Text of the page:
I post online and want others to like what I write and I look too often to see if I have any of those insidious likes of my own. I care if someone writes a compliment about my posts, my parenting, or just about me so that I can, for that moment, feel what I wish to feel all the time. But I don't respond to the compliment because I don't want to seem arrogant. I am really hard on myself. I don’t feel successful. In fact, I deleted my personal Facebook page because it was a stealer of my time, and then realized how much I disliked seeing other entrepreneurs succeed because it reminded me of how I lack that feeling in my life. I love the spotlight because I like the attention and will sometimes pull myself back a little because I don’t want others to know. I feel lazy even though others have told me how busy I am. I think often about the difference between busy and productive and feel that I am standing still in life. Everything I teach, write about, share are things that I don’t feel I do enough personally to justify teaching them…but then, that is why I teach them. I share my message because I feel I am the one who needs it the most.
It's Just a Story
""That's the moment you may be starting to get it right." ~Neil Gaiman"
I want to thank the author who shared the concept of the Fraudulent Paradox. He is someone I admire. His post provided an opportunity for me to reflect on what I do and how I project myself to protect myself. How I act in certain contexts to gain what I don’t really need. But also, how in calling myself out has provided insight that just thinking and feeling internally could not provide.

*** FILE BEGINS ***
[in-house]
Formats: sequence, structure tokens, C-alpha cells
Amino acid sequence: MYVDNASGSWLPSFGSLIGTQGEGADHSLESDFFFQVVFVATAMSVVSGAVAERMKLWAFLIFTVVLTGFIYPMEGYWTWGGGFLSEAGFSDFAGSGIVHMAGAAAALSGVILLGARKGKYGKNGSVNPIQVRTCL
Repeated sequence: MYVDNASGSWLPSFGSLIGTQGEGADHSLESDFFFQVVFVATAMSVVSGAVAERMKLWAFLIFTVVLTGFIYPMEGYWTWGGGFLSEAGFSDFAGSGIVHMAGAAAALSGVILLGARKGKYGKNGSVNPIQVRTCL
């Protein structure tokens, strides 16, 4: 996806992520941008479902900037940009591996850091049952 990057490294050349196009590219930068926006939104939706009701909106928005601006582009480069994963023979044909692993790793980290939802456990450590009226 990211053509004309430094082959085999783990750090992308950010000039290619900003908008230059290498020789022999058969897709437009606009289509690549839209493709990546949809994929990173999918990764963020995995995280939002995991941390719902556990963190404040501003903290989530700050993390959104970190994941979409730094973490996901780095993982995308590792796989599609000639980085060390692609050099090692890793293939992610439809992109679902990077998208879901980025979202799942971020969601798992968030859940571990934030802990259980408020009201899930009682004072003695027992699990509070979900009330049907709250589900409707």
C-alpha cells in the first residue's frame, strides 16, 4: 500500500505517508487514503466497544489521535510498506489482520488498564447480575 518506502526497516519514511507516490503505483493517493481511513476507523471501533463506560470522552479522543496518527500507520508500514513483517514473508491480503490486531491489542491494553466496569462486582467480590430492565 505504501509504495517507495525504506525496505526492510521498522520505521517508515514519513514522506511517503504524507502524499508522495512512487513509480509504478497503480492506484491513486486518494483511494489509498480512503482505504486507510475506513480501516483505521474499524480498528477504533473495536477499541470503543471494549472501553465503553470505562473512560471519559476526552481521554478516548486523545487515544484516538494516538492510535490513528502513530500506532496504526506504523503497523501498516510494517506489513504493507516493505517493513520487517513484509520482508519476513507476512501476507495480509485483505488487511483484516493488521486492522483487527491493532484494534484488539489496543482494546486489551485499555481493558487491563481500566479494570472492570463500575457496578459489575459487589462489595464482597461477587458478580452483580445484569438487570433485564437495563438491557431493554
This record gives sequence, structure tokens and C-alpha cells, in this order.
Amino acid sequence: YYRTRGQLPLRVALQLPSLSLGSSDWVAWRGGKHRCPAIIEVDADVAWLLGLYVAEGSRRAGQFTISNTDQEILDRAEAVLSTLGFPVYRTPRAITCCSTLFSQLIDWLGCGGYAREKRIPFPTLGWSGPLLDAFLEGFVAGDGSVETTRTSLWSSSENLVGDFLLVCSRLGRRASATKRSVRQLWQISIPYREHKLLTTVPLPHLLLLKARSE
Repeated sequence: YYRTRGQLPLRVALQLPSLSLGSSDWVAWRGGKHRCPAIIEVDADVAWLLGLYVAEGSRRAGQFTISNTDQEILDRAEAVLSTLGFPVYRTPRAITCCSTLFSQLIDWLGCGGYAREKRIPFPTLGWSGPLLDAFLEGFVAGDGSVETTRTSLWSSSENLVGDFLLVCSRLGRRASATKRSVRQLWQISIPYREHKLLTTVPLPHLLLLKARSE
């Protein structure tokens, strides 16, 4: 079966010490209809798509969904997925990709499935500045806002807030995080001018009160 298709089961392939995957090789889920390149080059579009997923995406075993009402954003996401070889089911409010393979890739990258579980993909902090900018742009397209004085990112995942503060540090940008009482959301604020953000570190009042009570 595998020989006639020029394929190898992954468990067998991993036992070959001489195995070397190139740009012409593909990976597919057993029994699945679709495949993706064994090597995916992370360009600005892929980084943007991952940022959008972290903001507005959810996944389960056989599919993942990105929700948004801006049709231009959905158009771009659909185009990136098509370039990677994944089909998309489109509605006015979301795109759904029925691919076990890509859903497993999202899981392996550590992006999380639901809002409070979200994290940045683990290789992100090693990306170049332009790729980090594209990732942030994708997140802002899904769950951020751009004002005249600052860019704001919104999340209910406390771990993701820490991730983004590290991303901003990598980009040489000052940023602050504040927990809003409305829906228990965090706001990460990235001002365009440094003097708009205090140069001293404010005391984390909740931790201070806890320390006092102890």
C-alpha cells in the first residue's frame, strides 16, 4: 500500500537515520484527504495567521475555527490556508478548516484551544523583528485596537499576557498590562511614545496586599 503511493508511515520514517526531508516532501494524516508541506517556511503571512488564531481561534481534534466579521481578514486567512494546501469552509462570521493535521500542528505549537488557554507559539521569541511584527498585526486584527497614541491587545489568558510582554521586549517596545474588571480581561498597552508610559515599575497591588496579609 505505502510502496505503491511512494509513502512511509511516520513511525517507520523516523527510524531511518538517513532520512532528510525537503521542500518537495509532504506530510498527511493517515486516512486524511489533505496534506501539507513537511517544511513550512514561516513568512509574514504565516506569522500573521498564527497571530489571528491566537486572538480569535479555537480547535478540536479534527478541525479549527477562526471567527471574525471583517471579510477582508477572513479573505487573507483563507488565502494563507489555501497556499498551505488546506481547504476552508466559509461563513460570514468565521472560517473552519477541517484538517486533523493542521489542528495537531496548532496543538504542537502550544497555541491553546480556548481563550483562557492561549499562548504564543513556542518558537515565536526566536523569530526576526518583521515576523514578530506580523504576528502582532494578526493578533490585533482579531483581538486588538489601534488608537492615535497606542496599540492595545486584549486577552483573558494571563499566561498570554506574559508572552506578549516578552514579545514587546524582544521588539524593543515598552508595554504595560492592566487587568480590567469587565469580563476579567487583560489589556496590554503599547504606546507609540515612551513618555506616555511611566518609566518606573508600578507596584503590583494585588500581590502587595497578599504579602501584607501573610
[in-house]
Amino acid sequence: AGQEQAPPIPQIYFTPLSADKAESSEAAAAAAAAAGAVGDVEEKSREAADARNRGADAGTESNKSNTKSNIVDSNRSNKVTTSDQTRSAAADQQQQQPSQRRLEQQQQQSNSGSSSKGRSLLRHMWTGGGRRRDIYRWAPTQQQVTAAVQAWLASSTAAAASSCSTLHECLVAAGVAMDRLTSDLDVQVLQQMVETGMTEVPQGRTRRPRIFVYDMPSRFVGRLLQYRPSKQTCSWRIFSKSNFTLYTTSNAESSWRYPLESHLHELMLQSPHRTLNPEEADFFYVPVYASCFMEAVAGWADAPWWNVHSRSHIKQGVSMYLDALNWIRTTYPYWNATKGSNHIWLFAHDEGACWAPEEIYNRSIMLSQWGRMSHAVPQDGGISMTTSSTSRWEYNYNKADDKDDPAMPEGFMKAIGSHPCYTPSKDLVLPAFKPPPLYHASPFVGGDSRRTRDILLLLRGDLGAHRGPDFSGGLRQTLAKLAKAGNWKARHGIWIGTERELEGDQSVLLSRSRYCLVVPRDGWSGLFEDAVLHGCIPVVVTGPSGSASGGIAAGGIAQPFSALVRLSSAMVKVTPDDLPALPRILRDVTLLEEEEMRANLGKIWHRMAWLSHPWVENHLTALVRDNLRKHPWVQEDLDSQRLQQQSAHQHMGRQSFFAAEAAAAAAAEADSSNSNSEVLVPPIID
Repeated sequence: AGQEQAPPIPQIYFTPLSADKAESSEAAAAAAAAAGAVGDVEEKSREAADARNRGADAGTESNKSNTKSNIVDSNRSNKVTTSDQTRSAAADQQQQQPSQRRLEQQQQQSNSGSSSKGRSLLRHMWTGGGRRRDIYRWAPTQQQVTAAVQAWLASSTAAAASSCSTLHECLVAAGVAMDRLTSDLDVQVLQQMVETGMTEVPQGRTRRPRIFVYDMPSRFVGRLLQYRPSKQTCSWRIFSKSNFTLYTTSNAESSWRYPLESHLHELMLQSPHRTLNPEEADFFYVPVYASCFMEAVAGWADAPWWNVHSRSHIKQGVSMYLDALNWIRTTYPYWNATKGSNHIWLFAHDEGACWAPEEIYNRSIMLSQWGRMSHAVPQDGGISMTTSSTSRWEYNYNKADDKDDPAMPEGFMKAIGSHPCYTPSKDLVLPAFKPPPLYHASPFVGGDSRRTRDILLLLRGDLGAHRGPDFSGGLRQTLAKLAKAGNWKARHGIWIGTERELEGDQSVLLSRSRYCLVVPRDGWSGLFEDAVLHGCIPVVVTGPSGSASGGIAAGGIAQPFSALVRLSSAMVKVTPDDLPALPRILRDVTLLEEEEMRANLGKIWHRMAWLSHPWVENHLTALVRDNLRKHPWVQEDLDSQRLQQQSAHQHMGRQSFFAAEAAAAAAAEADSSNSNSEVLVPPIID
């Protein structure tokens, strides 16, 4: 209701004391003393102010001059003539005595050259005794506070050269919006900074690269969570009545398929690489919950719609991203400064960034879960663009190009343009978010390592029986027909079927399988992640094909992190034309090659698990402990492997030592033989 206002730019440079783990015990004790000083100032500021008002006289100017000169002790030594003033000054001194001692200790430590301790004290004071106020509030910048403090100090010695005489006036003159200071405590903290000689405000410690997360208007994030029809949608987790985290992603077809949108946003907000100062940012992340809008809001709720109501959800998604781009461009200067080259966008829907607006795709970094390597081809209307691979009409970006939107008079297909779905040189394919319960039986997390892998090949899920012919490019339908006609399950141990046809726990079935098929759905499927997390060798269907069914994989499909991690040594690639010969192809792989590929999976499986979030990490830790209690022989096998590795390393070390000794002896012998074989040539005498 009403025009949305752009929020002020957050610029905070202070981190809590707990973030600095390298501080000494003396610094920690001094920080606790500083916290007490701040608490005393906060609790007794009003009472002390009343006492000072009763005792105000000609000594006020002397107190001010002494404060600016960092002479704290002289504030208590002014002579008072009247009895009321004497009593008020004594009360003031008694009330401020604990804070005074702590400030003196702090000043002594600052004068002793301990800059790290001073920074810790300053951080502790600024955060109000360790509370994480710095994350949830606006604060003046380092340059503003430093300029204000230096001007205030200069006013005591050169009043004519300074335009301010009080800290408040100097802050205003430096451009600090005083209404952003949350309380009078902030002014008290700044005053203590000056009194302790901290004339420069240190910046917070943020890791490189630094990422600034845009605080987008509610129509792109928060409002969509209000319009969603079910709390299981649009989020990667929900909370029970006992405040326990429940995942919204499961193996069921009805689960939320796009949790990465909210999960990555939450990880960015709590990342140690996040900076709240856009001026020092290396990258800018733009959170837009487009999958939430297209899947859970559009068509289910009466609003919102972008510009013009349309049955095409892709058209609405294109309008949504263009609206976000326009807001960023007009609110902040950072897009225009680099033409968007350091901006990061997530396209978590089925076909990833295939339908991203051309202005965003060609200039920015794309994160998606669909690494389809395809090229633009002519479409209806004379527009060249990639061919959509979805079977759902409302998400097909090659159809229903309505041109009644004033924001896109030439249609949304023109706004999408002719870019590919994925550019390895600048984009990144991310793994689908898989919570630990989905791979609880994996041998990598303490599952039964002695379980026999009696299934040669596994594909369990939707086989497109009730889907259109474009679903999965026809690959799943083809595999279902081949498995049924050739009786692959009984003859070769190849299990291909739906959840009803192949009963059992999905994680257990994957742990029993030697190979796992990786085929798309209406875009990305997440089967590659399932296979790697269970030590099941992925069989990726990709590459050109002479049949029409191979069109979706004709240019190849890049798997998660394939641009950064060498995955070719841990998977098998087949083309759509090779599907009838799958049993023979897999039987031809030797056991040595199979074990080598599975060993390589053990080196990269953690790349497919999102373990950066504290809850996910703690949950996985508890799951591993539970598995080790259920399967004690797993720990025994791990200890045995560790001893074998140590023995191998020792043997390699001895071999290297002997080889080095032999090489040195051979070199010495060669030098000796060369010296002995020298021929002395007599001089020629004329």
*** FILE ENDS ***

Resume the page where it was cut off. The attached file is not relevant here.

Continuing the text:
In writing out what I do, I gained a new perspective. How I view myself is not necessarily who I truly am because what I’ve written above is still just a story. Nevertheless, being aware of who I believe myself to be, I take back the pen from whoever or whatever is authoring my life. In doing so, I am able to move freely to edit what has been written. I begin to write the next chapter. I realize in what I have written above, although possibly not 100% accurate, I'm beginning to get it right.
I love this quote: "The moment that you feel, just possibly, you're walking down the street naked, exposing too much of your heart and your mind and what exist on the inside, showing too much of yourself. That's the moment you may be starting to get it right." ~Neil Gaiman
I invite you to call yourself out in the comments. To shed your armour and walk freely - to become aware that the words that have been authored are but a story encased in a book you are holding. Close it if you wish or take up the pen and get to work. As you read the words in your story, look at them as starting points, edit if you wish, then set your course. This is not the end but the beginning of your journey to who you truly are and for me, this is an adventure I am excited to be taking with you.
~ Love Robert
Photo by Rachel Coyne